Ruhamah+Tess+Weil+%E2%80%9821+in+Chicago%2C+Illinois

Ruhamah Tess Weil ‘21 in Chicago, Illinois

Ruhamah Tess Weil ‘21

Location: Chicago, Illinois

Submitted May 11, 2020

Boston Logan Airport empty on April 19th. (RUHAMAH WEIL)

It’s incredibly disheartening to live somewhere you are not meant to be. 

For the last few years, I have been struggling with mental illness, and have certainly managed to make myself feel out-of-place without help from Covid-19. Anxiety and depression are like two voices in my head that speak up every time I walk into a room: one tells me that I am occupying the space incorrectly, the other says I wasn’t supposed to be there to begin with. 

My family lives in Switzerland and due to various constraints and worries, I have yet to go home. I began this period in Boston, staying with long-time family friends. The house was crowded and every morning I had to fold my bed back into the sofa it had come from. Despite being surrounded by love, it was exhausting. I felt awkward putting away the dishes, having to ask where this-or-that goes. I felt awkward pouring out the last bit of milk in my cereal. I felt awkward without a room to myself to chill out in. Eventually, I decided to fly to Chicago and live with my older brother while his roommate isolated elsewhere. The situation here is definitely more comfortable; we’re close and we’re having fun. But I still feel out of place. Nothing around me is “mine.” 

If you’re working your job from home or doing middle school from home, life has changed, but mostly just in aesthetics. For college students however, we’ve lost our purpose and our place. We’re meant to be on campus. It’s a full time job, 24/7, and it’s impossible to do anywhere else, like a fish out of water. Pile on anxiety and depression and you start to feel like a whole whale out of water.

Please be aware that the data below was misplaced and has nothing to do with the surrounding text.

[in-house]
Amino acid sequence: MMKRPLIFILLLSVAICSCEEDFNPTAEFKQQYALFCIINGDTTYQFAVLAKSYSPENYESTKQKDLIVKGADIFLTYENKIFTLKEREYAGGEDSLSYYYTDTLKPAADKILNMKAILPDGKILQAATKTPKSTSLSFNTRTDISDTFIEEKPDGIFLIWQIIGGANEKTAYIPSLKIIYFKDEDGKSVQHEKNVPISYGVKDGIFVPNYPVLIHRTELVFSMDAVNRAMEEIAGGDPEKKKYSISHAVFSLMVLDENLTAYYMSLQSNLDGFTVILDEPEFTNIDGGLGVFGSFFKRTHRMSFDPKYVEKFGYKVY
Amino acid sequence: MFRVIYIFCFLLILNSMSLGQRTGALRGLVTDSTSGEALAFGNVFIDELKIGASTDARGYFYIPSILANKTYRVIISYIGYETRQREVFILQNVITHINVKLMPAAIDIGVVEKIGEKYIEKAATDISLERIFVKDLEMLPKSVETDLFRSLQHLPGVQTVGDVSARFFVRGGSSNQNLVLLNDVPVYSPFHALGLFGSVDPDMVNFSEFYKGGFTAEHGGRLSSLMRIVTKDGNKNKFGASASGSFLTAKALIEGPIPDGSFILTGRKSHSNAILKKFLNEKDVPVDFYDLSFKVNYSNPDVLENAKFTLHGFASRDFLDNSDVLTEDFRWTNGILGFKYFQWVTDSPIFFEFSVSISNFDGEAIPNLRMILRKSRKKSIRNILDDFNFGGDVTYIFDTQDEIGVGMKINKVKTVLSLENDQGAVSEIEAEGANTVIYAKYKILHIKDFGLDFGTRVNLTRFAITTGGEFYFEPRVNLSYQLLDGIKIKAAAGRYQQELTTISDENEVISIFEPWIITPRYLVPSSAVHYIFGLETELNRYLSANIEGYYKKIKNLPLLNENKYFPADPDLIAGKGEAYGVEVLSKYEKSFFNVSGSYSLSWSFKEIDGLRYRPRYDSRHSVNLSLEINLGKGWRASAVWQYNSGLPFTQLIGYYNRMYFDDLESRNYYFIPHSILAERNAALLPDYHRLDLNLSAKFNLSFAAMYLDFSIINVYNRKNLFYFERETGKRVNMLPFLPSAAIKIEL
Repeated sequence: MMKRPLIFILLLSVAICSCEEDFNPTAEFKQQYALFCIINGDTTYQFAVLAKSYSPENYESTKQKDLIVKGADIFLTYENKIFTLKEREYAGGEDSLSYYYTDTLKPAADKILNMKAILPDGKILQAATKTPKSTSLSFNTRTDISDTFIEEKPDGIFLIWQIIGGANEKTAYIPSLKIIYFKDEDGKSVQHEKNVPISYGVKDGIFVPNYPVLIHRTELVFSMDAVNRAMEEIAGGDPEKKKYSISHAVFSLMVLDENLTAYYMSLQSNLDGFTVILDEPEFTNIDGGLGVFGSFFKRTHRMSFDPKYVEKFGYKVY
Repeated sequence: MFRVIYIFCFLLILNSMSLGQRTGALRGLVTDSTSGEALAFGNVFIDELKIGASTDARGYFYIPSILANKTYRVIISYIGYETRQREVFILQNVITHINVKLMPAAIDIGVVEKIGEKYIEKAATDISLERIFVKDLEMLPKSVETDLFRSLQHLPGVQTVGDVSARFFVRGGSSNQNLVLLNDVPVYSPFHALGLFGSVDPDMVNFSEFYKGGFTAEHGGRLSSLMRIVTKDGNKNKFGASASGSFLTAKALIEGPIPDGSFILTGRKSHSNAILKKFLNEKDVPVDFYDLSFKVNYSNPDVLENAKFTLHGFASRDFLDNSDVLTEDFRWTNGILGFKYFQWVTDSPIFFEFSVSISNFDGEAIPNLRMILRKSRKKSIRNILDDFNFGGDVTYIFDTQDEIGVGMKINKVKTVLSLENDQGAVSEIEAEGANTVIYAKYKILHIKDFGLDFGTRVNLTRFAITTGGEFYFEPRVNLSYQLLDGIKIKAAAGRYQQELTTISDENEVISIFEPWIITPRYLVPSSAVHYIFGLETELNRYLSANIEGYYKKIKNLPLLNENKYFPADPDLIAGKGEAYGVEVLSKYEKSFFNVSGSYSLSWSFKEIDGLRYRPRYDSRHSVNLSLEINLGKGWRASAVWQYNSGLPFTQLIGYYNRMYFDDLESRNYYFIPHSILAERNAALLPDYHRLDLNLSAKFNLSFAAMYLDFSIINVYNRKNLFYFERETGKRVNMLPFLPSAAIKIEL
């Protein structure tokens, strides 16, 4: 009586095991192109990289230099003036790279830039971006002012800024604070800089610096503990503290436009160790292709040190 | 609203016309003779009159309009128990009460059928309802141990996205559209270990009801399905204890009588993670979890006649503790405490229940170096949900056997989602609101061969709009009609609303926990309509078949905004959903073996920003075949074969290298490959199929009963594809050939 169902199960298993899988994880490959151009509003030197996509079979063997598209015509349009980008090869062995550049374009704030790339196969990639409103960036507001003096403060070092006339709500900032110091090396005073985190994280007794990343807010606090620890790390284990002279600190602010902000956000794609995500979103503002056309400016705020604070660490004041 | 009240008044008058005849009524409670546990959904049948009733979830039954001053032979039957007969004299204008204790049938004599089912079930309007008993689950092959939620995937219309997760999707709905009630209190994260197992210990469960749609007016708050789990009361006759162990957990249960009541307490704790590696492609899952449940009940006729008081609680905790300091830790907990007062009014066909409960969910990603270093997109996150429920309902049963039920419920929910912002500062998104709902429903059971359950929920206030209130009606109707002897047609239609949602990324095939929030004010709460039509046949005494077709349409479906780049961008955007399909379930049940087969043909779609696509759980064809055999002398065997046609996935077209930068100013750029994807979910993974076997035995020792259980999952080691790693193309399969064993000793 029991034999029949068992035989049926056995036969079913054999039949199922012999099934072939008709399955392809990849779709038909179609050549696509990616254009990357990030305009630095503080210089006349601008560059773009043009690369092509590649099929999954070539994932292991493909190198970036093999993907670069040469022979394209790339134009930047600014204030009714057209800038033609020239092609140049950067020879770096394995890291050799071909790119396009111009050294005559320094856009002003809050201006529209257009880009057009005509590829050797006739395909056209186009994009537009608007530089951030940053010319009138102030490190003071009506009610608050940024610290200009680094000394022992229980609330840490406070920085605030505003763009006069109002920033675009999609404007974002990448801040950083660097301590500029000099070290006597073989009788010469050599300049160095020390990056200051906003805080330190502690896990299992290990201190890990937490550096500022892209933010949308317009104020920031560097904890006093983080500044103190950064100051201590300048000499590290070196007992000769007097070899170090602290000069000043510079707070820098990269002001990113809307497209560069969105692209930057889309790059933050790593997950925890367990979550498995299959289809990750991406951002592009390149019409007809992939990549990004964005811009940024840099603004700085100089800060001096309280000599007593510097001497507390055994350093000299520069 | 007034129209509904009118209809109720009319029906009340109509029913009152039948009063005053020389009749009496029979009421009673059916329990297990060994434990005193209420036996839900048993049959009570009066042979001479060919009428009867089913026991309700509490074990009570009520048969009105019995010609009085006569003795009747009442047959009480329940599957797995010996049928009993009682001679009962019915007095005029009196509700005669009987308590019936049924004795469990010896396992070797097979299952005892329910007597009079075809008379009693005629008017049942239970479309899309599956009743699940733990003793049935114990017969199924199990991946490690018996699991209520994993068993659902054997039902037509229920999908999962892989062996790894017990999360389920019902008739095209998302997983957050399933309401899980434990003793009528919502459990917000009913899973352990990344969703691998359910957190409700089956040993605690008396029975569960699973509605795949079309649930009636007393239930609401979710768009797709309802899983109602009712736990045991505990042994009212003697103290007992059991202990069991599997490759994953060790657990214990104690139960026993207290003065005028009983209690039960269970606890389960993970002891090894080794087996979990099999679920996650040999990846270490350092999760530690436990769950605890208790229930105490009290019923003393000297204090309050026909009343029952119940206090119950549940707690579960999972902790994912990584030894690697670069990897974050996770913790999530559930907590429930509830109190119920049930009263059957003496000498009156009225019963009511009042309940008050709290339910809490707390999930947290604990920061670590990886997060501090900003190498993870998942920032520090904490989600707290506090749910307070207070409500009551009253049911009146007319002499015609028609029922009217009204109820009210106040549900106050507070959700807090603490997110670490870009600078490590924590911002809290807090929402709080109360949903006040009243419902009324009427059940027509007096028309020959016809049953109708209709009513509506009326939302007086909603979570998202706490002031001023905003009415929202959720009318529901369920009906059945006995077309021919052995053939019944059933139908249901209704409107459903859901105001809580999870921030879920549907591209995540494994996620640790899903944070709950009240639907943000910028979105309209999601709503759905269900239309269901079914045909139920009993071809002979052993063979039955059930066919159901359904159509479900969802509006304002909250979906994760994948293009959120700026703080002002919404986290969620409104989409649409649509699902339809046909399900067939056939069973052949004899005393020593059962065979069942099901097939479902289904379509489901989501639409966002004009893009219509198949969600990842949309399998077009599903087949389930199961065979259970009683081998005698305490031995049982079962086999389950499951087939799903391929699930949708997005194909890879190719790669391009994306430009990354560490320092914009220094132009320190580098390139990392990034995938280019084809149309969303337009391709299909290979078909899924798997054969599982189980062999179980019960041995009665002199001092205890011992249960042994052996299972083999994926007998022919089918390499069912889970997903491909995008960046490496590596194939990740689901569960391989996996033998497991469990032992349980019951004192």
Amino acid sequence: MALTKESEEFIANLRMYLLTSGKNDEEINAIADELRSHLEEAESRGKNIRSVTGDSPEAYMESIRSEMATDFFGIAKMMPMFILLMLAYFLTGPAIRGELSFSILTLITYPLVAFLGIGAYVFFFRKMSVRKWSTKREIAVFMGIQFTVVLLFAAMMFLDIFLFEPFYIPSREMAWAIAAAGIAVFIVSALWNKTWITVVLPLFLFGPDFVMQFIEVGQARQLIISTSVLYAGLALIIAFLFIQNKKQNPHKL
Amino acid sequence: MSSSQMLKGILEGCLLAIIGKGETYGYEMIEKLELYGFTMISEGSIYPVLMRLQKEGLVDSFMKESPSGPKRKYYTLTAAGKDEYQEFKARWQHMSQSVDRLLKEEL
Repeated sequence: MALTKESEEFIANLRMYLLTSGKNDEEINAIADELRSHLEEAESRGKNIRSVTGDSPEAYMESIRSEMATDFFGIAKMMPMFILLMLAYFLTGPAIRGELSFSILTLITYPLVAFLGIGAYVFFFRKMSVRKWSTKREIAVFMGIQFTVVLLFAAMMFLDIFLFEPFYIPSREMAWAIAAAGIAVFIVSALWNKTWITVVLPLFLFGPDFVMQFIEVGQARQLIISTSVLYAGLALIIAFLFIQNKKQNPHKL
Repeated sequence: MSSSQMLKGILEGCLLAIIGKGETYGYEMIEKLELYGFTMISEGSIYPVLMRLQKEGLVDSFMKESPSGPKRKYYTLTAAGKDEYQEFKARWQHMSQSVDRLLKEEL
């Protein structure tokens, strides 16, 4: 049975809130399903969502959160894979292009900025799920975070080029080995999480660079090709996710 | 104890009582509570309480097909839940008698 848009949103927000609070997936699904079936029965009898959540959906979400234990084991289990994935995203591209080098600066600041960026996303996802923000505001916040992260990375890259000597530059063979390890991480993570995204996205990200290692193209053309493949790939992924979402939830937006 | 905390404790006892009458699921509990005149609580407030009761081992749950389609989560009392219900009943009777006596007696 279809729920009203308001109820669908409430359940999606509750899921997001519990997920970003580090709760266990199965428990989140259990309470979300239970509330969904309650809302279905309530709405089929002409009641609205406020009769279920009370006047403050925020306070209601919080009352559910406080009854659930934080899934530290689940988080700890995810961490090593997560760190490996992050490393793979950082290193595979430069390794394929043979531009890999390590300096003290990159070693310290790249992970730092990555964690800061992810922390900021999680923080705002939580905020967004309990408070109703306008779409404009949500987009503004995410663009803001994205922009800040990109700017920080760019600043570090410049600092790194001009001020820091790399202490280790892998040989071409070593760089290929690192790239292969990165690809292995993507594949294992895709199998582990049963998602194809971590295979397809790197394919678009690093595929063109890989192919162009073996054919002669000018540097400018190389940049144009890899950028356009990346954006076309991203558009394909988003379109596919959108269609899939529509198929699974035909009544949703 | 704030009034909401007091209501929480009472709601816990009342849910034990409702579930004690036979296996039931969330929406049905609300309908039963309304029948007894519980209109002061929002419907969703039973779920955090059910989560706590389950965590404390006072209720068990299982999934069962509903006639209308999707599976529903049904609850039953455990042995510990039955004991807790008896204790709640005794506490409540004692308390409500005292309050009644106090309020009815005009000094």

What has been your greatest worry or day-to-day concern as coronavirus has spread?

I have found myself binging TV shows (“Game of Thrones”), reading aggressively (Zadie Smith) and scrolling endlessly (Pinterest). While I truly enjoy each of these “activities,” I am aware that I am craving them for their escapism. They let me forget the long distance relationship that grows lengthier and lengthier with every day; the work that I am wholly unmotivated to do; and that the world we are living in is so, so different from the one we had hoped for. I’ll admit, I’m scared by how hard I am trying to hide from reality.

What has made you happy over the past few weeks?

My brother left our home for Middlebury nine years ago. By the time I arrived at the college, he had graduated. He’s my best friend and we never expected to live together again. If this pandemic has a silver lining, it’s these weeks (months?) I get to spend bunking with my brother — time I couldn’t have even imagined asking the universe for.

Print Friendly, PDF & Email